Making Sense of Disinfectant Labels: A Step-By-Step Approach

September 20, 2011

By J. Hudson Garrett, PhD

Every day, infection preventionists (IPs) and other healthcare personnel face significant challenges due to evolving technology, healthcare reform and, of course, time constraints. Choosing the right disinfectant products must be a carefully made decision but it shouldnt be burdensome. Yet, because healthcare products are continually being released, updated and retired from the marketplace, IPs would be challenged to monitor the status of every single item within their facilities. This article will provide a methodical approach to evaluate and effectively use healthcare disinfectants including:
Understanding product labels
Evaluating broad-spectrum efficacy claims
Adhering to overall contact time
Educating staff to improve compliance

Components of Healthcare Disinfectant Labels
In the United States, all surface disinfectants must be registered with the United States Environmental Protection Agency (EPA), the federal government agency responsible for approval of all products containing ingredients with the potential to enter the environment.  Once a product is approved by the EPA, the manufacturer will receive an EPA registration number for that specific product. In addition, the EPA assigns an establishment number to the manufacturer and specific locations.

The EPA dictates what information must be included on EPA-registered product labels. For healthcare disinfectant labels, these include the product name, ingredient statement, Keep Out of Reach of Children statement, signal words, first aid instructions, net contents/net weight, EPA Registration number, EPA Establishment number, precautionary statements, directions for use information, storage and disposal statement, and any product specific marketing claims and graphics. As you can see, proper interpretation of these labels can sometimes be overwhelming.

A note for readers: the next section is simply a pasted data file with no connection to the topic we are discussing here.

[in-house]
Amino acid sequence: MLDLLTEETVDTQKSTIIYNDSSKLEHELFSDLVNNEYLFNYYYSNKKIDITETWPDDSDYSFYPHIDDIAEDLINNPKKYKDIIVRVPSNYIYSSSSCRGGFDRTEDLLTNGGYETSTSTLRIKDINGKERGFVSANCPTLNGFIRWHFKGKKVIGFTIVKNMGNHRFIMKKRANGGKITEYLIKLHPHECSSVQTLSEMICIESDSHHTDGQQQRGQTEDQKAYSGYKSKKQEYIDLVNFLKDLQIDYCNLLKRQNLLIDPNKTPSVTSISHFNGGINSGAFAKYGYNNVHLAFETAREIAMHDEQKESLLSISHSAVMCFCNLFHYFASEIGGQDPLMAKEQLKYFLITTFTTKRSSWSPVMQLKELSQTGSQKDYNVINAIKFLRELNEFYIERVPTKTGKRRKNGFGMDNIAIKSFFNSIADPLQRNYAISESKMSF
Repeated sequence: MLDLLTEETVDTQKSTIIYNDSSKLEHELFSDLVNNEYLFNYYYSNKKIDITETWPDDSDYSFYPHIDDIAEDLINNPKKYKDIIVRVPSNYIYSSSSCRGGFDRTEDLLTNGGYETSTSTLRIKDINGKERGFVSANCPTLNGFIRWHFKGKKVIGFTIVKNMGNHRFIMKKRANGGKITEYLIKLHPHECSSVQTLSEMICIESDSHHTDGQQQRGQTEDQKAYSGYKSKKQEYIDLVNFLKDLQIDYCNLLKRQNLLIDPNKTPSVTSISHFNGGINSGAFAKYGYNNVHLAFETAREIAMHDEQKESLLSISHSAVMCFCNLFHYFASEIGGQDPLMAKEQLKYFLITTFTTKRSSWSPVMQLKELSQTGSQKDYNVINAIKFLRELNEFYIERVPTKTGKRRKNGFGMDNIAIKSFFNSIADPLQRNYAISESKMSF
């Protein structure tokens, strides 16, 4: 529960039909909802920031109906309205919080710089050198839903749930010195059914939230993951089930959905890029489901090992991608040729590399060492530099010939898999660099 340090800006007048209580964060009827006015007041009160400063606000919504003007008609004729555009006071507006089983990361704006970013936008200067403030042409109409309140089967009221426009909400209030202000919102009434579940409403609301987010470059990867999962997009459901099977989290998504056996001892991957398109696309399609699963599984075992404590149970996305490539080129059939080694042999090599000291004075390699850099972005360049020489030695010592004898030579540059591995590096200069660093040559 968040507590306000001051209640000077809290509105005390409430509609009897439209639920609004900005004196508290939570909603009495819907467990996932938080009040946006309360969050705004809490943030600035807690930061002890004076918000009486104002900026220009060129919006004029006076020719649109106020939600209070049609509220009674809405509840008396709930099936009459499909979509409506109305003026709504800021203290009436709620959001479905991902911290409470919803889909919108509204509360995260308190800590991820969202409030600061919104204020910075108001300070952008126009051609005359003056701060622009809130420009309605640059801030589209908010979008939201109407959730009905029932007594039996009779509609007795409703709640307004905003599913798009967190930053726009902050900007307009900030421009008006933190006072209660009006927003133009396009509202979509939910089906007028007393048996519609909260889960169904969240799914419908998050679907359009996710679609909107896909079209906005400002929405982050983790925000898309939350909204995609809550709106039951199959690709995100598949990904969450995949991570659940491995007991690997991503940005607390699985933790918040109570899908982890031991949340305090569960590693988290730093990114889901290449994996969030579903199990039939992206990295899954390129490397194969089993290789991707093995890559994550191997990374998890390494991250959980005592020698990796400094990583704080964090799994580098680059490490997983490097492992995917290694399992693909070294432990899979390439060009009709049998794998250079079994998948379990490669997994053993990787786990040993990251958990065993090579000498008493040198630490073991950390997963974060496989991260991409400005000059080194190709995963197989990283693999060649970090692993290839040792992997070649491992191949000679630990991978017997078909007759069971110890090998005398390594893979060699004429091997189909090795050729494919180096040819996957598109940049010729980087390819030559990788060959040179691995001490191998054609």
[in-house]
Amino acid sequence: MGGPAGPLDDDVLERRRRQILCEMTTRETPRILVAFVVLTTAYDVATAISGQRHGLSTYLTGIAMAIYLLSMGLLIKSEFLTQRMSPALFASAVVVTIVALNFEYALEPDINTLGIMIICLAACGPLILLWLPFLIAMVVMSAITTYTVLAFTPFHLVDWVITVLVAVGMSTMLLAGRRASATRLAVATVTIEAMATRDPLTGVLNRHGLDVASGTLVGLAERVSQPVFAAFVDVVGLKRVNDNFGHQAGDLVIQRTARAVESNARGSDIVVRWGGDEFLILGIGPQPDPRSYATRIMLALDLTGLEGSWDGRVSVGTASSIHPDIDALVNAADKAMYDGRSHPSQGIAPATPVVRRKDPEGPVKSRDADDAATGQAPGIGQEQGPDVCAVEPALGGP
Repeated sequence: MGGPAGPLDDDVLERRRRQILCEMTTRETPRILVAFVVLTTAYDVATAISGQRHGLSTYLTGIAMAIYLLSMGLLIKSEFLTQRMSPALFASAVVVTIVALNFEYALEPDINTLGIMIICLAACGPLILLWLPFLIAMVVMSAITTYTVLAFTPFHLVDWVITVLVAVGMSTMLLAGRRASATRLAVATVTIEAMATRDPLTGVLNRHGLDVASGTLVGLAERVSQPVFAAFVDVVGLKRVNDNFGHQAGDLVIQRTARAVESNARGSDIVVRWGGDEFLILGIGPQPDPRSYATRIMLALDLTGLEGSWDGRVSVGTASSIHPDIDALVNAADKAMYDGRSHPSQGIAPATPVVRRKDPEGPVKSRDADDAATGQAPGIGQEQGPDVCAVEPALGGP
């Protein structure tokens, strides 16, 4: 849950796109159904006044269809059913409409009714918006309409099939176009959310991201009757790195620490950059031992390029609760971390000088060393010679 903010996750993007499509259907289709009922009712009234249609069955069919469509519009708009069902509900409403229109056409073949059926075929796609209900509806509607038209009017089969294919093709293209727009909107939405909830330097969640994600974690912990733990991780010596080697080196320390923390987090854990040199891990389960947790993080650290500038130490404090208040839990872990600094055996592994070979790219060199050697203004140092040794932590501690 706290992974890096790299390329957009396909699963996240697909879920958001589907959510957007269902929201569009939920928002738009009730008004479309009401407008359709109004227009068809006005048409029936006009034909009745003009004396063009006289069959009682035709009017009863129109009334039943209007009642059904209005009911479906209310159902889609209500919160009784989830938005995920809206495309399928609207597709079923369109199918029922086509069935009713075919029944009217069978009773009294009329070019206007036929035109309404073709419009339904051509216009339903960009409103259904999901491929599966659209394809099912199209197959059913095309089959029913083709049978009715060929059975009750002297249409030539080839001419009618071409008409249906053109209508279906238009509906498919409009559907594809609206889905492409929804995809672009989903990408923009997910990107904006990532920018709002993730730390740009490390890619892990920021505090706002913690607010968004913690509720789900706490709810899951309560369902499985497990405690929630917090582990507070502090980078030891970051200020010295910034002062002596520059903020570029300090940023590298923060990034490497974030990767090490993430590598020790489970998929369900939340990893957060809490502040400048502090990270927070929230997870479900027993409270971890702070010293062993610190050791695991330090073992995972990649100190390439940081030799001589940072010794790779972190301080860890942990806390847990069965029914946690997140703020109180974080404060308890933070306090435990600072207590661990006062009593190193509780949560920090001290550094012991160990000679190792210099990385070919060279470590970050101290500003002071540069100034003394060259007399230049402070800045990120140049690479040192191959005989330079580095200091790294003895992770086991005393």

Criticality of Broad-Spectrum Efficacy Claims
When evaluating a new or existing healthcare disinfectant, you should review the full listing of efficacy claims available from the products manufacturer. It is also important to review other ancillary materials such as the Material Safety Data Sheet (MSDS) and instructions for use documents. Product labels typically list efficacy claims by class of microorganism, including bacteria, viruses, mycobacterium (TB) and fungi. 

When evaluating microorganism efficacy claims, review your facilitys infection prevention risk assessment and infection prevention and control plan, as well as the pharmacy antibiogram to ensure proper selection of a product with relevant pathogenic efficacy claims. The broader spectrum a products efficacy, the more effective the product will be against a wide variety of gram positive and gram negative bacteria. In addition, with the continual emergence of new and mutations of existing multidrug-resistant organisms (MDROs), IPs should seek products with broad general bactericidal efficacy, but also products that have demonstrated effectiveness against organisms such as multidrug-resistant Acinetobacter baumannii, ESBL-producing organisms such as Escherichia coli, and carbapenem-resistant organisms such as Klebsiella pneumonia. Products with efficacy against these more resistant pathogens will assist the IP in combating the daily threats of these microorganisms.

Viruses, particularly the bloodborne pathogens and those with the potential for causing outbreaks (i.e., norovirus, Influenza and rotavirus) are also of concern to the users of healthcare disinfectants. You should expect (and require) claims against bloodborne pathogens such as HIV, hepatitis B and hepatitis C for any product that will be used in the healthcare environment. Also, seek products with other efficacy claims including enveloped and non-enveloped viruses where appropriate. Note: Products may have different contact times for viruses than for bacteria.
Products effective against mycobacterium are minimally considered intermediate-level disinfectants. (Many clinicians inquire as to why TB is not specifically tested in the laboratory setting for initial product approval. This is due to the high pathogenicity and potential transmission of this organism to the laboratory worker. Rather than put the laboratory workers at risk, a surrogate organism, typically Mycobacterium bovis, is utilized for testing procedures.)
Increasingly more prevalent are fungal organisms being recovered in the healthcare environment such as Candida albicans and Aspergillus. When evaluating fungal efficacy claims, seek products with efficacy against pathogenic fungal organisms that are clinically relevant based on the facilitys risk assessment.

Its All About the Time: Importance of Overall Contact Time